• Exit Scams: When the holder of the private keys cleans out the custodian/escrow addresses and does an old-fashioned runner. Most notably seen in darknet markets (DNMs), such as Empire Market in August of 2020. 
  • Sim-Swapping: Many financial applications employ Two-Factor Authorization (2FA) for enhanced security measures. In sim-swapping, criminals reroute 2FA codes sent via mobile text or calls to devices they control. To do so, they must fraudulently claim to the mobile service provider that the device is lost, or the service is being changed. 
  • Crypto Jacking: When malicious hackers gain control of a victim’s computer to hijack their CPU power to mine cryptocurrency. This scams the victim of energy bills and if used prolifically in a network can lead to false market dynamics. 
  • Crypto Malware: Viruses that target crypto users seek out accounts to drain user’s funds and/or replace the victims’ authentic addresses with those of the fraudsters.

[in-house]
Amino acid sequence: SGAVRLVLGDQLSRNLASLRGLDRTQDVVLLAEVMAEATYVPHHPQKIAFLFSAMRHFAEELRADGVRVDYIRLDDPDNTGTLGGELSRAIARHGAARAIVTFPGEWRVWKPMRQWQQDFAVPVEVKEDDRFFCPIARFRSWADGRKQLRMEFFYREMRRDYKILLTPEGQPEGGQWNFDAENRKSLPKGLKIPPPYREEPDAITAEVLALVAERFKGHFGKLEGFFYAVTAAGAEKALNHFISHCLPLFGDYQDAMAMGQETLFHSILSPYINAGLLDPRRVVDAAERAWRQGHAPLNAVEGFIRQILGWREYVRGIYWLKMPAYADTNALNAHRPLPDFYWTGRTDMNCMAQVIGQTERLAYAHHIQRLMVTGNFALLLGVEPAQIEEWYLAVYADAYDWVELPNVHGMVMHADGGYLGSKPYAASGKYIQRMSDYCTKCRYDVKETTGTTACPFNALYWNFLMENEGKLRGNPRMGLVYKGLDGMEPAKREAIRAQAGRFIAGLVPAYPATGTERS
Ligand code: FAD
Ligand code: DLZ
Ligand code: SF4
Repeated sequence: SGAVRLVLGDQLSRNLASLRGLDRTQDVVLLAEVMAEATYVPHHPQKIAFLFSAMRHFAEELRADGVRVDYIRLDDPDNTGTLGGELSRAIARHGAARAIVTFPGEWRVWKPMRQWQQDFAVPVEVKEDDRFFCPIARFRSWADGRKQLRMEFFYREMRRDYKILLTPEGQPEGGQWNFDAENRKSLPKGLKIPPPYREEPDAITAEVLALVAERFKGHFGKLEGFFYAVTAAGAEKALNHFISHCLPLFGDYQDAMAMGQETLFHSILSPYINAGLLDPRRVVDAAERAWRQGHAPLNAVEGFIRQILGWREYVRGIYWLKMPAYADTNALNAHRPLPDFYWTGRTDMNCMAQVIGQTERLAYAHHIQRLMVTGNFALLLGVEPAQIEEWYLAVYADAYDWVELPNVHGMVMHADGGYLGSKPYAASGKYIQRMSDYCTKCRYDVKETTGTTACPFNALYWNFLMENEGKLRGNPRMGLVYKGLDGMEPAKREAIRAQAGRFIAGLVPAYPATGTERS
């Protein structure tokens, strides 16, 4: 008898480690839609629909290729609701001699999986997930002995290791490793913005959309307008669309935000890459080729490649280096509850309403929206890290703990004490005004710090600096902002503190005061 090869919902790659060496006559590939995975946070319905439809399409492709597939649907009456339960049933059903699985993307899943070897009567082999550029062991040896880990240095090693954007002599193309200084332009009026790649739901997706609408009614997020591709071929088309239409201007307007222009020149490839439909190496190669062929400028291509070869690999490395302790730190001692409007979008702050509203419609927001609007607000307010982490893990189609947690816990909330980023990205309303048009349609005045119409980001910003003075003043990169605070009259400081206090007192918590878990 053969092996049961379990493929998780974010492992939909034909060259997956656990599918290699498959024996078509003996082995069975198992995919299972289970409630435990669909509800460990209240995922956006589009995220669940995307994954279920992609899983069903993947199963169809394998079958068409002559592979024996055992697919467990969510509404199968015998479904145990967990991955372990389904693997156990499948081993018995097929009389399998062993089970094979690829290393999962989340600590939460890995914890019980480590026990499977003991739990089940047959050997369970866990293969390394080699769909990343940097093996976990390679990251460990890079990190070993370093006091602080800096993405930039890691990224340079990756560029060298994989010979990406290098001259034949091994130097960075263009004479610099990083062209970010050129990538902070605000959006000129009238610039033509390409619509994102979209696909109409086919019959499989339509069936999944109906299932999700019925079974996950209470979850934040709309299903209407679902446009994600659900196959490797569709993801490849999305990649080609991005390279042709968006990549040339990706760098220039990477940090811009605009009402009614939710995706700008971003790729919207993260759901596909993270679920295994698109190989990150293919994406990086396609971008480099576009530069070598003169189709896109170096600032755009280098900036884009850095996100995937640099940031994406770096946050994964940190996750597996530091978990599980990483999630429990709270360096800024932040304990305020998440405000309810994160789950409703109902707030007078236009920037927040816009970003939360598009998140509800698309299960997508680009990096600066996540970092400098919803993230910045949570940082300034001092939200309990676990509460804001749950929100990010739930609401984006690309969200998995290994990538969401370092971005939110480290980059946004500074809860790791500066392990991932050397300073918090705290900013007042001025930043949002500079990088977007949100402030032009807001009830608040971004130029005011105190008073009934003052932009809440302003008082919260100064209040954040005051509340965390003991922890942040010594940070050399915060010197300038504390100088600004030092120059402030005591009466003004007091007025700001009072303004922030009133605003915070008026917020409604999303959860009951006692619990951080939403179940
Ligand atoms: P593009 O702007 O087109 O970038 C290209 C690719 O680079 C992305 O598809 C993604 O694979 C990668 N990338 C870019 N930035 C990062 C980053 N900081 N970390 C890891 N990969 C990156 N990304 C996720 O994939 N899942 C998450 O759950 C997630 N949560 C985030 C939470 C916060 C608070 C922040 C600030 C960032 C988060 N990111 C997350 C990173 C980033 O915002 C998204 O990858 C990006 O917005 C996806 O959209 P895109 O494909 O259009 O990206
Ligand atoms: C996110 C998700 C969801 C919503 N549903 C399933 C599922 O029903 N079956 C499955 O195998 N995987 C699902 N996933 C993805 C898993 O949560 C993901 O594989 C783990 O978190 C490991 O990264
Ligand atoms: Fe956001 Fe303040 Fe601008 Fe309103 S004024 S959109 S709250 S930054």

• Vanity Address Scam Generators: Cryptocurrency addresses can be customized using address generators. However, the providers of these services can leave a backdoor into unsuspecting users’ addresses and with a single click simultaneously rob them or practice ‘Salami Slicing’ (stealing small amount of funds over a long period of time).  
  • Phishing: Scammers obtaining account details such as usernames and passwords to fraudulently access their victims’ accounts via social engineering. 
  • Honeypot Smart Contracts: In private groups on Telegram for instance, scammers have been known to leave the private keys to addresses ‘accidentally’ or display traps for wannabe hackers but a smart contract trips them up.